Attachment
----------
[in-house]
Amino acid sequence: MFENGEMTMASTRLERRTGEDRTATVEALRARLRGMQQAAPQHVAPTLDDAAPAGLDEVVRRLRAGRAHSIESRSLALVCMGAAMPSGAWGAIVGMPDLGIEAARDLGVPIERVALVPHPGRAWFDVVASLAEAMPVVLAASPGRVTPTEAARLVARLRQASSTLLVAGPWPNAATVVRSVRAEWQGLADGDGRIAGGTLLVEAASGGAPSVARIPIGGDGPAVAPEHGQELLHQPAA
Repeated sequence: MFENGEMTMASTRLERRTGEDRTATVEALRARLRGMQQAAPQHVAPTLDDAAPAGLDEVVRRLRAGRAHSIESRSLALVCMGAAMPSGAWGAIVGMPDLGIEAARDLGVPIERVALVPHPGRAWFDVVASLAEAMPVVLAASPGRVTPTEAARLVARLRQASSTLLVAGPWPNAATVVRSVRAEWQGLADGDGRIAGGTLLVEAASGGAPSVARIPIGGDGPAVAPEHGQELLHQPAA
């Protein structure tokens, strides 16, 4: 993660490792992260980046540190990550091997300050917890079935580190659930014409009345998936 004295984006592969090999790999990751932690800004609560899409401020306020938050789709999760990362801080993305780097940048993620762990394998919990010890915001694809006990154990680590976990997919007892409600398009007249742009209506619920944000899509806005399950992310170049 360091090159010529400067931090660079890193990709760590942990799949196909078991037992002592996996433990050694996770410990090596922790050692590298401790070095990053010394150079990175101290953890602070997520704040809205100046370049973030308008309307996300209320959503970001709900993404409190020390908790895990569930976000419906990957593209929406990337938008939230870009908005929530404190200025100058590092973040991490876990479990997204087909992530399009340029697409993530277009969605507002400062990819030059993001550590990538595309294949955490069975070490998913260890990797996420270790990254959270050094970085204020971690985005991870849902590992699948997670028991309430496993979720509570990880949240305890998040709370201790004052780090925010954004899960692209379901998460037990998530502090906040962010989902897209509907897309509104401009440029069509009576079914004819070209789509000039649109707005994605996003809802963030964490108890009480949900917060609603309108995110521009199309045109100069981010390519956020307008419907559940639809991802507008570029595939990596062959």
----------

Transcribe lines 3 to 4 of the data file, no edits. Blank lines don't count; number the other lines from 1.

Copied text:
Repeated sequence: MFENGEMTMASTRLERRTGEDRTATVEALRARLRGMQQAAPQHVAPTLDDAAPAGLDEVVRRLRAGRAHSIESRSLALVCMGAAMPSGAWGAIVGMPDLGIEAARDLGVPIERVALVPHPGRAWFDVVASLAEAMPVVLAASPGRVTPTEAARLVARLRQASSTLLVAGPWPNAATVVRSVRAEWQGLADGDGRIAGGTLLVEAASGGAPSVARIPIGGDGPAVAPEHGQELLHQPAA
């Protein structure tokens, strides 16, 4: 993660490792992260980046540190990550091997300050917890079935580190659930014409009345998936 004295984006592969090999790999990751932690800004609560899409401020306020938050789709999760990362801080993305780097940048993620762990394998919990010890915001694809006990154990680590976990997919007892409600398009007249742009209506619920944000899509806005399950992310170049 360091090159010529400067931090660079890193990709760590942990799949196909078991037992002592996996433990050694996770410990090596922790050692590298401790070095990053010394150079990175101290953890602070997520704040809205100046370049973030308008309307996300209320959503970001709900993404409190020390908790895990569930976000419906990957593209929406990337938008939230870009908005929530404190200025100058590092973040991490876990479990997204087909992530399009340029697409993530277009969605507002400062990819030059993001550590990538595309294949955490069975070490998913260890990797996420270790990254959270050094970085204020971690985005991870849902590992699948997670028991309430496993979720509570990880949240305890998040709370201790004052780090925010954004899960692209379901998460037990998530502090906040962010989902897209509907897309509104401009440029069509009576079914004819070209789509000039649109707005994605996003809802963030964490108890009480949900917060609603309108995110521009199309045109100069981010390519956020307008419907559940639809991802507008570029595939990596062959």